Most of humanity seems instead to assume that other people they know and associate with fundamentally agree with them on many things rather than admit this possibility that they might be "weirdos". Sure maybe Bob likes the Yankees or sometimes votes for Democrats. Or maybe Linda has a better job. Or whatever. Basic worldviews are in alignment. Basic outlooks and perspectives. Basic status and welfare is generally similar. So we assume they're like us and that they think and agree with us on many points. On many points, that's maybe true. We do have friends that are often more like us than not. Our families are usually like us. But we aren't clones. We don't spend the time to investigate these distinctions. We do not listen, and we do not ask. We've assumed we already know all we need to and that what we don't know won't be that shocking.

Note: This doesn't mean that all people are similar and same in their quirks and oddness, rather that our odd quirks aren't usually that distressing or that weird to isolate us. The key is that most of us don't bother to consider they are there at all in other people despite that we may spend a lot of our time concealing or otherwise dealing with our own quirks.

2) The lack of networks for most of us for accessing people who are "others". If we are white, we don't have many black friends. If we are rich, we do not have many poor friends. If we are Christian, we probably have few atheist friends. And so on into less pleasant circumstances for some of us (these aren't equivalent categories but rather examples of things we don't like to consider: we don't know of the women who have had an abortion, we don't know any Scientologists, we don't know any Neo-Nazis, we don't know Young Earth Creationists). And we lack the imagination to perceive how that may (or whether it should) change. There is little or no percentage or gain perceived. There is more to be gained by more tightly winding our way up. Not by looking around at the people around us that are "in the way" and aren't part of the group.

Some of those "others" may actually be distasteful and unpleasant. That's to be expected. We are also encouraged, in order to keep and earn some respectability, not to know and associate with of many of these unpleasant groups where they are in public disfavor. Knowing someone who is explicitly racist or sexist is uncomfortable (for some people, even implicit expression of biases is uncomfortable and worthy of challenge). It probably should be, or at least be pushed back upon and challenged where it is encountered, as there seems to be little benefit to such practices and demands made by racists or sexists if enacted where they are made widely and openly without any social consequence. Knowing a woman who has had an abortion is also probably uncomfortable for many people. Maybe it should not be. Knowing someone who has been arrested? Knowing people who are serving in the military? Knowing politicians trying to get elected? Cops trying to uphold law and order? And so on. We should not pretend that these are people totally alien to us, any more than they should toward us. Often this is the framework that emerges. Christians versus atheists. Cops versus the general public. Politicians toward the public and each other. These frameworks of intense opposition are not obviously and necessarily helpful. They are easy ways of discussing a debate that we know little about because we probably know little about the relatively small number people on the other end of it, or the many more people who are observing this debate with only partial interest and investment of time and attention, or even and most importantly the people whose actual lives are going to be impacted by what, if anything, comes out of our discourse and elegant arguments and shouting matches.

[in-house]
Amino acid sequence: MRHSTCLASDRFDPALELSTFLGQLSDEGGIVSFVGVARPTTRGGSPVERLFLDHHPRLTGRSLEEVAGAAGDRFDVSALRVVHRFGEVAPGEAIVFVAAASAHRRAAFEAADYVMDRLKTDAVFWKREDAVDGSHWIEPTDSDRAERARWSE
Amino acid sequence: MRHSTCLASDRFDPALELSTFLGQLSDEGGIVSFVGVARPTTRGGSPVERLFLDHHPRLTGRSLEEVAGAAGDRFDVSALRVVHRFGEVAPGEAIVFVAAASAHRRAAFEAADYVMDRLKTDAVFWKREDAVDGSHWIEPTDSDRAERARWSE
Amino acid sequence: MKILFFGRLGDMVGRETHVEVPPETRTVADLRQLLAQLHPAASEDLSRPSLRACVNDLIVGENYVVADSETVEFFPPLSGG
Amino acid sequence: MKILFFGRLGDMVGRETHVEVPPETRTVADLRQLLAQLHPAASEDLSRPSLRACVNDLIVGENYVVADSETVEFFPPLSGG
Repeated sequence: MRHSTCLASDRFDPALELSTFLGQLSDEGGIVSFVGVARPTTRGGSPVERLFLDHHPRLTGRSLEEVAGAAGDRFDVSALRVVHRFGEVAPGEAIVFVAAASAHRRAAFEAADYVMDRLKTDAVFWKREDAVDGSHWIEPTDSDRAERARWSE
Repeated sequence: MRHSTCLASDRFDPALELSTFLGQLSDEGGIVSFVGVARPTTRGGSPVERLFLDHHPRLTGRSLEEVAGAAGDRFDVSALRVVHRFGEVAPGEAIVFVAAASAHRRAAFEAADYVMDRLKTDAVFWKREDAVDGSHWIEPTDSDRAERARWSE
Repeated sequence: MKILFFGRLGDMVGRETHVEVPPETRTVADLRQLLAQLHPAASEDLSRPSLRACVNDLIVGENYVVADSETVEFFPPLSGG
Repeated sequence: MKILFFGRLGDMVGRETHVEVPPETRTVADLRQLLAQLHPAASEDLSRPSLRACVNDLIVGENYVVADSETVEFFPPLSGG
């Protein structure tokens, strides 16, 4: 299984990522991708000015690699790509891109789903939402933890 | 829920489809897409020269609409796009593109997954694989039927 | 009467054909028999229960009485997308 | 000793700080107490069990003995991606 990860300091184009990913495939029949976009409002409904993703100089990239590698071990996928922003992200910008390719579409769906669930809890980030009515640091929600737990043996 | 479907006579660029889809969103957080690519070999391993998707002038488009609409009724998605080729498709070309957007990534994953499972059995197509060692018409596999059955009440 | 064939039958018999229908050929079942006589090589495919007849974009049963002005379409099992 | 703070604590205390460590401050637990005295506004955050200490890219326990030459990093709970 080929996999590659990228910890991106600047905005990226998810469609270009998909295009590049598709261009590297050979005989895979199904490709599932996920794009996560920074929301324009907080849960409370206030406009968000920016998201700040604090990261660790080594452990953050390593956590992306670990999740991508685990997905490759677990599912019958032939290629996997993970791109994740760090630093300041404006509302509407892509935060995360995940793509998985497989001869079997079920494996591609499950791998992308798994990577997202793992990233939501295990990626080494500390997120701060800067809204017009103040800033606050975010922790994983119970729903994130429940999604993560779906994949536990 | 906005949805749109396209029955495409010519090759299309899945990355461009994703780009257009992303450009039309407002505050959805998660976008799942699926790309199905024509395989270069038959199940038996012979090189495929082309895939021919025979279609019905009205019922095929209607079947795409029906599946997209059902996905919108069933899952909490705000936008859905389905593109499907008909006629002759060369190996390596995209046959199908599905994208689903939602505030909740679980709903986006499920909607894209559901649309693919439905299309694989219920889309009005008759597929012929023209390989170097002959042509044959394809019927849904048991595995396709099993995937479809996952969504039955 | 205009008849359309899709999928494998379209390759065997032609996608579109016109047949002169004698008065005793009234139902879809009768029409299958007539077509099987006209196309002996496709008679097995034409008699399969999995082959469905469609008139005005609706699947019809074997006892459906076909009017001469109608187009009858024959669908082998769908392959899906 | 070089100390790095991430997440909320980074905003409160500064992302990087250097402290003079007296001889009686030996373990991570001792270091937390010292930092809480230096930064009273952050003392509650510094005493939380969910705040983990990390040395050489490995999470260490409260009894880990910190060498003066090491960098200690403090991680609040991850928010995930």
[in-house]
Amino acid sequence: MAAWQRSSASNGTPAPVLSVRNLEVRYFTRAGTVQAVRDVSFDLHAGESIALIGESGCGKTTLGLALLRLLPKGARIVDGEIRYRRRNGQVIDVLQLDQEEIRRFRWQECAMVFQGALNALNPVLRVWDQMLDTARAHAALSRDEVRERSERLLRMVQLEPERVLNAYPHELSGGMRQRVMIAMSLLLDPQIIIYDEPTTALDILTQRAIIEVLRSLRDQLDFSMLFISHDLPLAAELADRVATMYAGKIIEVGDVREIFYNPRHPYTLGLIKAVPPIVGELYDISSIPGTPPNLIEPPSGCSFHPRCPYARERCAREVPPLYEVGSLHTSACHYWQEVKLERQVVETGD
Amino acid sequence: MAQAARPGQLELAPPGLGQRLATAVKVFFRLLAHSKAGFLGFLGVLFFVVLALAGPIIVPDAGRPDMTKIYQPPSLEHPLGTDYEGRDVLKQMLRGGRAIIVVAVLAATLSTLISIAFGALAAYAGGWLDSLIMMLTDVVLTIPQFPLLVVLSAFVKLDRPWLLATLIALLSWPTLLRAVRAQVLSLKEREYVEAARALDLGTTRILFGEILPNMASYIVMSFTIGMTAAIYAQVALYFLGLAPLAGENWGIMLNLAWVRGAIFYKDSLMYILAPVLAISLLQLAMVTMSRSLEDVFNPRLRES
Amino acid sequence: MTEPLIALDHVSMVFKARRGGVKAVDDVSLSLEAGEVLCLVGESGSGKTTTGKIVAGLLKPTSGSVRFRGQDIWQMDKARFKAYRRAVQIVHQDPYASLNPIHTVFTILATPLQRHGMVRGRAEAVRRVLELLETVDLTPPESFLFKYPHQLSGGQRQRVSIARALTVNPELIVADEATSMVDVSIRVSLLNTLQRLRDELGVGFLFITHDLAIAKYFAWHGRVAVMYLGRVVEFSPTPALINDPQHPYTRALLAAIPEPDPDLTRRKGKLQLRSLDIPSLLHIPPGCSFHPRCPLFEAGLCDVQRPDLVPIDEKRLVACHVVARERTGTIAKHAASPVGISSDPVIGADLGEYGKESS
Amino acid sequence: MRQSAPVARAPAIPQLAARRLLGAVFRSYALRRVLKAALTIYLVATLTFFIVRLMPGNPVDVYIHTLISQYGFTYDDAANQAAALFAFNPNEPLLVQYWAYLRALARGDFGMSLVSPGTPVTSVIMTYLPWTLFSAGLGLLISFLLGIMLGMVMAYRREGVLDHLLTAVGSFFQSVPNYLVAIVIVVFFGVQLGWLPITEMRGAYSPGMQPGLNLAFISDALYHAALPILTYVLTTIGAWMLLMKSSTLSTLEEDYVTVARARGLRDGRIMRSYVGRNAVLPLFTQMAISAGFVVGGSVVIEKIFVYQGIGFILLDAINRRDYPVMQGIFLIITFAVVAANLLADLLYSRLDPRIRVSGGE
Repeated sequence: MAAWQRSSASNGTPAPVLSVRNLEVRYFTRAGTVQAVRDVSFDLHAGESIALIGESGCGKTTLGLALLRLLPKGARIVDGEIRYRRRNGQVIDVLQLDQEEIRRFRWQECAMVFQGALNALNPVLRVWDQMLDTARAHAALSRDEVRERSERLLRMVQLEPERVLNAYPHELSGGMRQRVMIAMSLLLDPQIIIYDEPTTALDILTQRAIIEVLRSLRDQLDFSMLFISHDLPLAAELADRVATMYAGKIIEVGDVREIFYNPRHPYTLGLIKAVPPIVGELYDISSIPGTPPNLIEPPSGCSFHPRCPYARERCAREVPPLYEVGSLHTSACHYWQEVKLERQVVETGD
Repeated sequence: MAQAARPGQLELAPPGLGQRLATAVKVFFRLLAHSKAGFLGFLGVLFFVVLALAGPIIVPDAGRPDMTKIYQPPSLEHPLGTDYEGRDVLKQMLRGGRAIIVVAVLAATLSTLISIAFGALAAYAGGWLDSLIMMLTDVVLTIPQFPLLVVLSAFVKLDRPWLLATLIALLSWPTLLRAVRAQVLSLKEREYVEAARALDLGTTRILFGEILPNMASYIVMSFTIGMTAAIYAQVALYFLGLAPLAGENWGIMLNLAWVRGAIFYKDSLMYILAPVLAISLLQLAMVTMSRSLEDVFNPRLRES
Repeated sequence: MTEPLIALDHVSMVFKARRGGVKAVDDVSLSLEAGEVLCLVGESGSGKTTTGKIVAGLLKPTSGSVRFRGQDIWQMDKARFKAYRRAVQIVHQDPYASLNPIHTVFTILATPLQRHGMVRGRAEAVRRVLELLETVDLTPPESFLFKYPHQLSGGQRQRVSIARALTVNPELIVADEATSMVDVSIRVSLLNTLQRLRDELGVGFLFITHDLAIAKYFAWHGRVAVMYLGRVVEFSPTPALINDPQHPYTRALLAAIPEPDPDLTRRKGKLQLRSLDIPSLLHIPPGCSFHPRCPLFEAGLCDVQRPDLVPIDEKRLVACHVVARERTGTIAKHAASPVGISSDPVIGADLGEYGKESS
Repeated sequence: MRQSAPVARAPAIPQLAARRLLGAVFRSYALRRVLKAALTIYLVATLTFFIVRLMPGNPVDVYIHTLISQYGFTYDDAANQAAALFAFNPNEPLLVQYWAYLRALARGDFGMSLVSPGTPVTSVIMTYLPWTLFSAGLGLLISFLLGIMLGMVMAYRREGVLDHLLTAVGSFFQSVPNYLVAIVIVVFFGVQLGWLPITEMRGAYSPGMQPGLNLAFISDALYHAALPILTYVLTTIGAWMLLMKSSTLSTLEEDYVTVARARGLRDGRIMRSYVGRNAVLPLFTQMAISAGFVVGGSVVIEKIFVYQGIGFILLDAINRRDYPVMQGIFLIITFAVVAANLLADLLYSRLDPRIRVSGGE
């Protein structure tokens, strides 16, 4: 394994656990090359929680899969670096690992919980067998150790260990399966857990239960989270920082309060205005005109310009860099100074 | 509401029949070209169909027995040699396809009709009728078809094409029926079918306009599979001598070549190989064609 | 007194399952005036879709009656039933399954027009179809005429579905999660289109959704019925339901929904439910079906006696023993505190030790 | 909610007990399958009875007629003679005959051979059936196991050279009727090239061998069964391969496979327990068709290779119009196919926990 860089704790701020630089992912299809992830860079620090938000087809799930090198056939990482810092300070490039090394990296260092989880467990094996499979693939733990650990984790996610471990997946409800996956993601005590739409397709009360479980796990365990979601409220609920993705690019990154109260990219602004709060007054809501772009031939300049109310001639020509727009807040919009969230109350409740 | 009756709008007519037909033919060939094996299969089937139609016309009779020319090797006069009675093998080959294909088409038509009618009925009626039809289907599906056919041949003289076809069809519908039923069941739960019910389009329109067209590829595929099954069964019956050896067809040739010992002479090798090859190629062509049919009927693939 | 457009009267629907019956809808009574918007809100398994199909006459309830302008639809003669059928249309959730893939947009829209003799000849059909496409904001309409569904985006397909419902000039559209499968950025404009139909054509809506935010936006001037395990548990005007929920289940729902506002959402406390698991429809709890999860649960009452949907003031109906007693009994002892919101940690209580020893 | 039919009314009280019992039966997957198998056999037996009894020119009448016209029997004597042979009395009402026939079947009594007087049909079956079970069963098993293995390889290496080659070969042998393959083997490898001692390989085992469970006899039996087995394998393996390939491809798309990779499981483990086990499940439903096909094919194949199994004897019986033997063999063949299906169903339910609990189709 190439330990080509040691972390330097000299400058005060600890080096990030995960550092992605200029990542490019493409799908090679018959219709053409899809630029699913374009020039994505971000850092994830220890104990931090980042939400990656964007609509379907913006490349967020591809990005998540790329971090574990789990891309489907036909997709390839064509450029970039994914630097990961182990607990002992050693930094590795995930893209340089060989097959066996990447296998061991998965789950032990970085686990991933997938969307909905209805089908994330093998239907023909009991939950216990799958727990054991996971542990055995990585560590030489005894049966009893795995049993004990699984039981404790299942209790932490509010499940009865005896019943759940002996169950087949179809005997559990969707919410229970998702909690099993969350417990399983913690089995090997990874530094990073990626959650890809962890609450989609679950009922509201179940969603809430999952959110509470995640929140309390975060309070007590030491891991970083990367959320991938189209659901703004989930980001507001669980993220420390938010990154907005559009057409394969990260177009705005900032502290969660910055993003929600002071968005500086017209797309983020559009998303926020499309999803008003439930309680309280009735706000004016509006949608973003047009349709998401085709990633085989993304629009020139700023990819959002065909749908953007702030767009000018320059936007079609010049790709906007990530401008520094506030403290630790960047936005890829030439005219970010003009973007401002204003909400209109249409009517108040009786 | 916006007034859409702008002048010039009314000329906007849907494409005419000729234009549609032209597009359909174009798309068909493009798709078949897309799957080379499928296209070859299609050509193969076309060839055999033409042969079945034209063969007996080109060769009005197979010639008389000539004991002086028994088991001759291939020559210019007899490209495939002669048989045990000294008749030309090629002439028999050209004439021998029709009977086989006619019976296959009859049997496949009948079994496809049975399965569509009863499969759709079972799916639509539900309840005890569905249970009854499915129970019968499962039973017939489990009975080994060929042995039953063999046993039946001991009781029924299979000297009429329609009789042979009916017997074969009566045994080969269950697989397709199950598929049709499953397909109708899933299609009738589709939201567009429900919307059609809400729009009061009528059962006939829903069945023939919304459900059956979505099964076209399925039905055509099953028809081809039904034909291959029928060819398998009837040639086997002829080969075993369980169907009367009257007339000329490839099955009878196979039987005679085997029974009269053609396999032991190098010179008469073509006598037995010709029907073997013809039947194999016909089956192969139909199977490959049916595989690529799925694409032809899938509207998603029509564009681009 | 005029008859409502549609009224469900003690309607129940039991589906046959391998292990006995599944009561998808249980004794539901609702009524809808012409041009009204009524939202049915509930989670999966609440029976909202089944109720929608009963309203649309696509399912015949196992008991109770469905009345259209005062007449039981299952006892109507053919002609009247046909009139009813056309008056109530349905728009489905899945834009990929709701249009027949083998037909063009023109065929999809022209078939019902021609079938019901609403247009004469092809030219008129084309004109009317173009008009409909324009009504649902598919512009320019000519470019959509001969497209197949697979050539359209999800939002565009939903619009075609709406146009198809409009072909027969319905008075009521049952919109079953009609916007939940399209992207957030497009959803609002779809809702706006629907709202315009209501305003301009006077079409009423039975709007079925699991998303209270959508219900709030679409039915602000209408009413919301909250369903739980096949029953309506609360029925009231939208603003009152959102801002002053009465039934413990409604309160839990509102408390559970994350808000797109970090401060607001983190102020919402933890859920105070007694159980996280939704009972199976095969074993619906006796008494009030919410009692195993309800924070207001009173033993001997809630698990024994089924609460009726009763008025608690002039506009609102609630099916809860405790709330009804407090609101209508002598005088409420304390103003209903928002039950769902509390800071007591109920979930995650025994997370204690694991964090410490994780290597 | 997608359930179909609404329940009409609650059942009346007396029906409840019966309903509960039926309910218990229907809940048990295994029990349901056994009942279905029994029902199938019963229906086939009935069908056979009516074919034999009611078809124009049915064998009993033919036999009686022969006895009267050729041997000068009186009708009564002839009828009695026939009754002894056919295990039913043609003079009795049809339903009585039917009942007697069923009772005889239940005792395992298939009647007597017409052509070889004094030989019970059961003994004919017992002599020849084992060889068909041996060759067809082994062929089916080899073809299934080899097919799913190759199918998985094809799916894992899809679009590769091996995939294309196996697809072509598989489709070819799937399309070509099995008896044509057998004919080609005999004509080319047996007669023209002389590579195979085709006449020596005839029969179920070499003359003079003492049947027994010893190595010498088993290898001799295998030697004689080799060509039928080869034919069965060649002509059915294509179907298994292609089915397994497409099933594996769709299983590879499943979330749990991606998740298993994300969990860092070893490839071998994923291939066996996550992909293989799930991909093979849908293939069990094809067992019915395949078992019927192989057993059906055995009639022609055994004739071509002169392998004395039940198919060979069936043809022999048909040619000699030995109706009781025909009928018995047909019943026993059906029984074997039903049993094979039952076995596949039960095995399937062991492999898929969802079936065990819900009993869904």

Perhaps a different approach would help. If a state wants to pass a law that might be seen as permitting discrimination, maybe it would be useful to have the voices of people who might be discriminated against involved in the discussion and formation of such laws to be heard and discussed even if in opposition to their crafting and language. Or a state wants to pass a law that might restrict access to abortion, perhaps women, families, and doctors should be consulted. Or perhaps if we're going to form a set of international sanctions upon a country, we could then talk to them to see if we can find ways to accommodate both sides demands in a reasonable manner. These are not complicated steps but they are apparently difficult to achieve. We would benefit by having to interact more with actual people once in a while.

The world isn't a zero sum game. One of the prices of living in a pluralistic and highly elastic (and thereby unequal society) is that eventually and sometimes the various disparate parts start clawing at each other. Sometimes these disagreements become fundamental and impossible to work around. But one of the benefits of living in such a society is that there are opportunities to find ways to prevent that, for people to all prosper and get what they want or need. They don't even need to get along or like each other that much at all for that to happen. A very modest level of respect of the identity and intentions of others suffices.

An exercise perhaps to help. Start with the assumption that you do not know what they are thinking, what they have done, and what they wish to do and why, and that maybe you should investigate that more before doing things that might effect them. Or if that's too much, try to imagine that someone you know closely is like this person. How might that impact your thinking? Or your friendship or work relationship or marriage? A little humility and a little awareness of ignorance in some of these debates might open the floor to more opinions and more knowledge.